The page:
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I must have been feeling pretty confident in both my navigational skills and endurance to suggest this day's adventure, which was to walk from our inn to the start of the Philosopher's Path, and from there to Ginkakuji, and back again. The map we had made me reasonably confident that if we went along the street in front of Heian Jingū, we could continue on until it pretty much dead-ended into the Philosopher's Path.

In actuality, it was a series of streets that didn't line up perfectly with each other, and we reached some other body of water just two blocks short of the canal of the Philosopher's Path, prompting us to turn prematurely. We realized quickly enough that we had made some error, but it took us a little wandering around to stumble across the actual path, and we had missed the first section of it. Still, we enjoyed a pleasant walk along the canal until the path reached the street leading up to Ginkakuji.

A street on the way to the Philosopher's Path.

The Philosopher's Path.

There were a lot of small temples and just interesting buildings and shops along the path.

Bears fishing in the canal.

Also being a very popular temple, Ginkakuji was pretty crowded, but it seemed to come a little more in waves, so that if we stood still for a while in one place, a group of students would pass us by and we would have a little more breathing room. I'd found it very beautiful the time I'd visited in winter, but this time I was really enchanted with it in spite of the crowd. Everything was so vibrantly green and most of it pleasantly shaded. I would have happily spent quite a bit longer there, but the press of people bothered Katie more than me and eventually we wound our way back out.

The temple grounds as you enter.

I couldn't get over how green everything was.

We decided we were hungry, but in no mood to seek out an actual restaurant after the prior day's awkwardness. The day was hot despite the shade, and we got ice cream and rice puffs on our way down the hill from Ginkakuji. We stopped to eat on a bench at the start of the Philosopher's Path, where we wound up giving directions to some Japanese tourists looking for Ginkakuji.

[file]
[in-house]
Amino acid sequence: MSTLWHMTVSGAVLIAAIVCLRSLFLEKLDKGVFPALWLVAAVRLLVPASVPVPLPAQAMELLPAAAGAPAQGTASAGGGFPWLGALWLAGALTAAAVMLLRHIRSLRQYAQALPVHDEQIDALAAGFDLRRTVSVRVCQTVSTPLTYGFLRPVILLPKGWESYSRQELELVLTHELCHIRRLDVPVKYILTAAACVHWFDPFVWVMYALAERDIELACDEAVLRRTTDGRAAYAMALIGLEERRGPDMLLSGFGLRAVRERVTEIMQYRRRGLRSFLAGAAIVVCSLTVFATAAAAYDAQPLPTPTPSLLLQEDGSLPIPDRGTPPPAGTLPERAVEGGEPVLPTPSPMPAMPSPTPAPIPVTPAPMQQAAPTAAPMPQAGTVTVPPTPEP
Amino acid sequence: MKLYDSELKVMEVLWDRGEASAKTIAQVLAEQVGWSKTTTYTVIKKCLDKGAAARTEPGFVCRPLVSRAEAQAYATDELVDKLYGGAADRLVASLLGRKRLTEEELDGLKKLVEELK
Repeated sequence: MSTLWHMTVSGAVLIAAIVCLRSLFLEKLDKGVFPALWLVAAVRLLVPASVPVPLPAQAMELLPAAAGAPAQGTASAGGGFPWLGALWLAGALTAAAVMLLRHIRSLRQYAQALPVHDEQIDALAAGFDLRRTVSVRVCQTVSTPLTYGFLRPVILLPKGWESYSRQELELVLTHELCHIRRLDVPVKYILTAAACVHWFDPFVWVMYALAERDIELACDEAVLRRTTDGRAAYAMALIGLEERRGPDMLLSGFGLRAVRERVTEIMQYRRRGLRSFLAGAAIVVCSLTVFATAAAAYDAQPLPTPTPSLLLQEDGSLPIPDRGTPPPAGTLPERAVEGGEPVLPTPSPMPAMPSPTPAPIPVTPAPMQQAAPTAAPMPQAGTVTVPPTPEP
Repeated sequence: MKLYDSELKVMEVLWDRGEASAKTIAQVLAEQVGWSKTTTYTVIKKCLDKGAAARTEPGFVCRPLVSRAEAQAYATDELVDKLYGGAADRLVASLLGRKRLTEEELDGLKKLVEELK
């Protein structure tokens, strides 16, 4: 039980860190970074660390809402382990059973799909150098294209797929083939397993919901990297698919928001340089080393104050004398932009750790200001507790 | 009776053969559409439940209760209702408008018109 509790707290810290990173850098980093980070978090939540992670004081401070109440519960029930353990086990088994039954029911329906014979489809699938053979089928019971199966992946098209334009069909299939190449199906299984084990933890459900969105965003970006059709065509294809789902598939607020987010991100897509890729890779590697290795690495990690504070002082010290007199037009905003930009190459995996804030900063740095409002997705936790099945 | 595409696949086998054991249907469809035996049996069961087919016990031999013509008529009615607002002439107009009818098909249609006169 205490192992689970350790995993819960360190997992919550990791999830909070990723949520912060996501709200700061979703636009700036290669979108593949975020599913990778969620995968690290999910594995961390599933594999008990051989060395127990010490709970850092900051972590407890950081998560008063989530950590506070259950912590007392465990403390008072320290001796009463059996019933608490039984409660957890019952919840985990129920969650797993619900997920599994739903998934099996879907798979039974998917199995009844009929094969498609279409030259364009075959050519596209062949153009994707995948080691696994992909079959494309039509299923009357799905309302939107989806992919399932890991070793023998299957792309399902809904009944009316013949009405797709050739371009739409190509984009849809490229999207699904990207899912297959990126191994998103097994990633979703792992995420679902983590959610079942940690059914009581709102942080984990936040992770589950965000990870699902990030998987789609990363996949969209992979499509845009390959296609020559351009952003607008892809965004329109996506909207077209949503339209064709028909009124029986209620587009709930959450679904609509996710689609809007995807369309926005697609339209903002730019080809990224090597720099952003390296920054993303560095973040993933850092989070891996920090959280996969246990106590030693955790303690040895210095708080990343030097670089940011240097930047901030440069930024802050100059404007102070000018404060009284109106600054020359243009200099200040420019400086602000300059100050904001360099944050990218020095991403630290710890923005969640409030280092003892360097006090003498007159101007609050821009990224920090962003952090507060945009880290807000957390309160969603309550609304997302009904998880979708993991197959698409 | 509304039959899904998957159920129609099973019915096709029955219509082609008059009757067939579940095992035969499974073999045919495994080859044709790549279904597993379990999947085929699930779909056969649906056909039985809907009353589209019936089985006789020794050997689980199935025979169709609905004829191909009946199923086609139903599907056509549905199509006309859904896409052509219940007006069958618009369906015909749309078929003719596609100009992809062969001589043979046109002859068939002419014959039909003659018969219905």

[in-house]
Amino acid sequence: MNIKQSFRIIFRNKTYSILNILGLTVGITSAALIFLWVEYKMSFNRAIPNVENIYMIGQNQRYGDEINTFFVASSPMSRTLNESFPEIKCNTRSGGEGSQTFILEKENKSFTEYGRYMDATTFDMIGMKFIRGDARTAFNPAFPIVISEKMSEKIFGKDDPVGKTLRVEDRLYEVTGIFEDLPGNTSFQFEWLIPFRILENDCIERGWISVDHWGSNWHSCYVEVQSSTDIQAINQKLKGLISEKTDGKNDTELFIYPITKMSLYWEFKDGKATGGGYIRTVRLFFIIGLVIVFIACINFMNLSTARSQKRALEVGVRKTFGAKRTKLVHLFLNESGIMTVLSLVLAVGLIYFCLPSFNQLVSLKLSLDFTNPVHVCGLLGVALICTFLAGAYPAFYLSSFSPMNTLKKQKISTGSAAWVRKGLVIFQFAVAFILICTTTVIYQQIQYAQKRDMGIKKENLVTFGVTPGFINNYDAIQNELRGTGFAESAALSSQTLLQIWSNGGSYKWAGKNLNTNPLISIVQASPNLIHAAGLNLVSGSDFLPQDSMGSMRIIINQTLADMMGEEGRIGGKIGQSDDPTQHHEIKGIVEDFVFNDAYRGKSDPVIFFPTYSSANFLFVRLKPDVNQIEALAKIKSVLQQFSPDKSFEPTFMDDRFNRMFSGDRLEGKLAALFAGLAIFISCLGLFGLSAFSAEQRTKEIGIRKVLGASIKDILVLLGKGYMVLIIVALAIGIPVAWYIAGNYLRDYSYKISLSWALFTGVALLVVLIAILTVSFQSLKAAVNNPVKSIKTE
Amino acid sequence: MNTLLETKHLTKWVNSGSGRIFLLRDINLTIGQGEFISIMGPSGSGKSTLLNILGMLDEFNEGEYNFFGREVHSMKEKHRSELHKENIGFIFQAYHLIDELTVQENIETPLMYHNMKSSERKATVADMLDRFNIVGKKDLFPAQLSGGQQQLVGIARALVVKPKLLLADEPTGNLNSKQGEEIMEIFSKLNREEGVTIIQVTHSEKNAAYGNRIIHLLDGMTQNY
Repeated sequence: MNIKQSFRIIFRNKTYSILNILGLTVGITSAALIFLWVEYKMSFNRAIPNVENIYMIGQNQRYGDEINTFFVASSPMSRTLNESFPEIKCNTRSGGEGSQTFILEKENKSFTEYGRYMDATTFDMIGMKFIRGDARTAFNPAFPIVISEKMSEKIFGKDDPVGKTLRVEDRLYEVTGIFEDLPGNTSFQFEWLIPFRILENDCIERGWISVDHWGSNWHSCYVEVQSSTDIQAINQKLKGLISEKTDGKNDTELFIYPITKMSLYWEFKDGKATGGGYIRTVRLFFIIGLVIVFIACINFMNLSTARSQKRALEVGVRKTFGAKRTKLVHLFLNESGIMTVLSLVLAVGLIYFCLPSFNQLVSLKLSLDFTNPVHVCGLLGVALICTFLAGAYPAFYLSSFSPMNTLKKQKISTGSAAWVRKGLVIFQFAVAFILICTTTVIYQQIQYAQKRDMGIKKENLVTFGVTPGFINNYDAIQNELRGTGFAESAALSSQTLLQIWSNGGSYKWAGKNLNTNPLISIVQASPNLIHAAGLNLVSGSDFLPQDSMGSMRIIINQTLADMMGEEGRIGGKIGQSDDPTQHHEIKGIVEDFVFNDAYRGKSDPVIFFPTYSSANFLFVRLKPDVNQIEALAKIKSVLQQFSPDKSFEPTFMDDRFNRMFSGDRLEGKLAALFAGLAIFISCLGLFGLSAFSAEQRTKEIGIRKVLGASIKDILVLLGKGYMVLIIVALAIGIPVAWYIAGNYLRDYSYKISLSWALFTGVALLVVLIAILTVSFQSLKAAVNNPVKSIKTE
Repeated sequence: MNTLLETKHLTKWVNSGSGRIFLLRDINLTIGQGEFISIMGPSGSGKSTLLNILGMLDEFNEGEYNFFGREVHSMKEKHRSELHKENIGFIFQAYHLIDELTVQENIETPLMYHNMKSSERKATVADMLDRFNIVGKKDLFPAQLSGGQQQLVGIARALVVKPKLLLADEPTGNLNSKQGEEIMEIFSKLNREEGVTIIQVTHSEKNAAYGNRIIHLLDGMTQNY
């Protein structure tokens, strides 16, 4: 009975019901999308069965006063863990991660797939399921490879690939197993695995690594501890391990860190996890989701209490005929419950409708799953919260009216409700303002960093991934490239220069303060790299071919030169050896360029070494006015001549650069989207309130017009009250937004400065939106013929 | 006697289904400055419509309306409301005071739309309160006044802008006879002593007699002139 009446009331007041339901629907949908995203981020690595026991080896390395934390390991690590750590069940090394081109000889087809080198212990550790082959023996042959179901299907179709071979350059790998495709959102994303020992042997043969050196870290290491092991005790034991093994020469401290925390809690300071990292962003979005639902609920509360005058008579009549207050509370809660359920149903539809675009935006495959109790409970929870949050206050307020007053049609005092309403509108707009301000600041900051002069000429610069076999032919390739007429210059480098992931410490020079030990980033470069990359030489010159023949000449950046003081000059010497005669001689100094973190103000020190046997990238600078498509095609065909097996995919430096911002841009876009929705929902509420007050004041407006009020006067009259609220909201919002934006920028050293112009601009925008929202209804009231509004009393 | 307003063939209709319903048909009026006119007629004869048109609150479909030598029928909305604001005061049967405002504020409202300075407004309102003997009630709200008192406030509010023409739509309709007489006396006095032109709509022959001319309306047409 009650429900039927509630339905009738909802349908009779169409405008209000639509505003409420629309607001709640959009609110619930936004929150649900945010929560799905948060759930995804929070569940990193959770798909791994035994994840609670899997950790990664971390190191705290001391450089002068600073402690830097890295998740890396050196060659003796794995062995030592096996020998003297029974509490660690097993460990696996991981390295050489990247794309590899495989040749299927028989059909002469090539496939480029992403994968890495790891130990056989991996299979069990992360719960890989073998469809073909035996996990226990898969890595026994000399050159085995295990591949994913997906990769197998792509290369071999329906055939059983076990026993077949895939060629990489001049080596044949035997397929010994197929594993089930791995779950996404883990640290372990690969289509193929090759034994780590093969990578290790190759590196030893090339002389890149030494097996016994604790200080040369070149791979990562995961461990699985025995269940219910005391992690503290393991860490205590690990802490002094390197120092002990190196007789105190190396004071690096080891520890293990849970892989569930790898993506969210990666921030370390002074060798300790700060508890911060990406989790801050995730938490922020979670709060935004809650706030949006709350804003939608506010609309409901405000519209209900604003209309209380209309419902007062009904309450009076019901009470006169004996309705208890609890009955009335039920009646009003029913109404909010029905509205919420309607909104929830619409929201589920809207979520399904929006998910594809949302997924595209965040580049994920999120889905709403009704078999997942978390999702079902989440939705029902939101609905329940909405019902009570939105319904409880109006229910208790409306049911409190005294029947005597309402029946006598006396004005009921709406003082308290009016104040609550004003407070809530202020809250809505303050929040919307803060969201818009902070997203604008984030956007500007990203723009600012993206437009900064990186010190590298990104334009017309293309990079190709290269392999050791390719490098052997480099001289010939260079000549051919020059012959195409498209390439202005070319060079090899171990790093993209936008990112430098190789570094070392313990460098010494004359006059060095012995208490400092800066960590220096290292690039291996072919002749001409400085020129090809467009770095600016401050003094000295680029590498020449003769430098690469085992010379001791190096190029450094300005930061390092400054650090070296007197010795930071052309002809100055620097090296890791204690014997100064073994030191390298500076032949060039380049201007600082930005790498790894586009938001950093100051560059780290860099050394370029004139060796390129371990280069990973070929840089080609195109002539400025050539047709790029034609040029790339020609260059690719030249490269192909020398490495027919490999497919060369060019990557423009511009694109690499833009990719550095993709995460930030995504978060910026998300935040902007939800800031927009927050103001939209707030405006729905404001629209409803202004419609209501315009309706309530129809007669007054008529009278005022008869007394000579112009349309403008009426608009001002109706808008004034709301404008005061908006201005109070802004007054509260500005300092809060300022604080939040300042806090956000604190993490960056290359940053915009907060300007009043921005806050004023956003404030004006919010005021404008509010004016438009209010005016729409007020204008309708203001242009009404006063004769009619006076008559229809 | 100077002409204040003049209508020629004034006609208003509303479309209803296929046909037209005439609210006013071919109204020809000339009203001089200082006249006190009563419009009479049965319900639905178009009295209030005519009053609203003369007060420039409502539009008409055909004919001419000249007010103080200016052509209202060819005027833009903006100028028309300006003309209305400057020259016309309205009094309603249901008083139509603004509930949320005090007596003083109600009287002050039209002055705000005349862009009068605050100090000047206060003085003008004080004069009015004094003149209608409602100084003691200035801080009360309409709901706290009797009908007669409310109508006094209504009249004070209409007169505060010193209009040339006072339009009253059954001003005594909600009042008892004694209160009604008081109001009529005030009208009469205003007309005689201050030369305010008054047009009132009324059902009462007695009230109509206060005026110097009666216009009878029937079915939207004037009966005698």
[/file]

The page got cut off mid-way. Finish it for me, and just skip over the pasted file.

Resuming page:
Once we were ready to move on, we went only a little ways down the path before turning off to visit one of the other temples along the way. Hōnenin was practically deserted compared to Ginkakuji, and while much less extensive, it was still very pretty, and its seclusion made it all the more special.

Taking a different path out of Hōnenin, we stumbled across a rather extensive graveyard, which was completely devoid of people. It was very attractive in the dappled sunlight, and another section farther down the hill looked, from above, rather like a miniature city sprawled out below us.

Hōnenin's gate, which looks smaller here than it is.

Just a portion of the graveyard.

We resumed our walk down the Philosopher's Path, passing where we had entered before and coming across a woman who sat hand-painting postcards. As we were browsing her collection, a British woman joined us, and we chatted for a short while. She told us that she was in Japan for only 25 hours, having accompanied a friend on a conference, and that she had come over from Tōkyō. Understandably, she complained that her feet were killing her. I couldn't imagine taking such a whirlwind trip.

Our own feet had nearly had it at this point. We reached the end of the Philosopher's Path and turned to head back towards the inn. Luckily we didn't lose our way on the return trip, and once safely back we only ventured as far as the shopping arcade outside our doorstep for food.

December 2016

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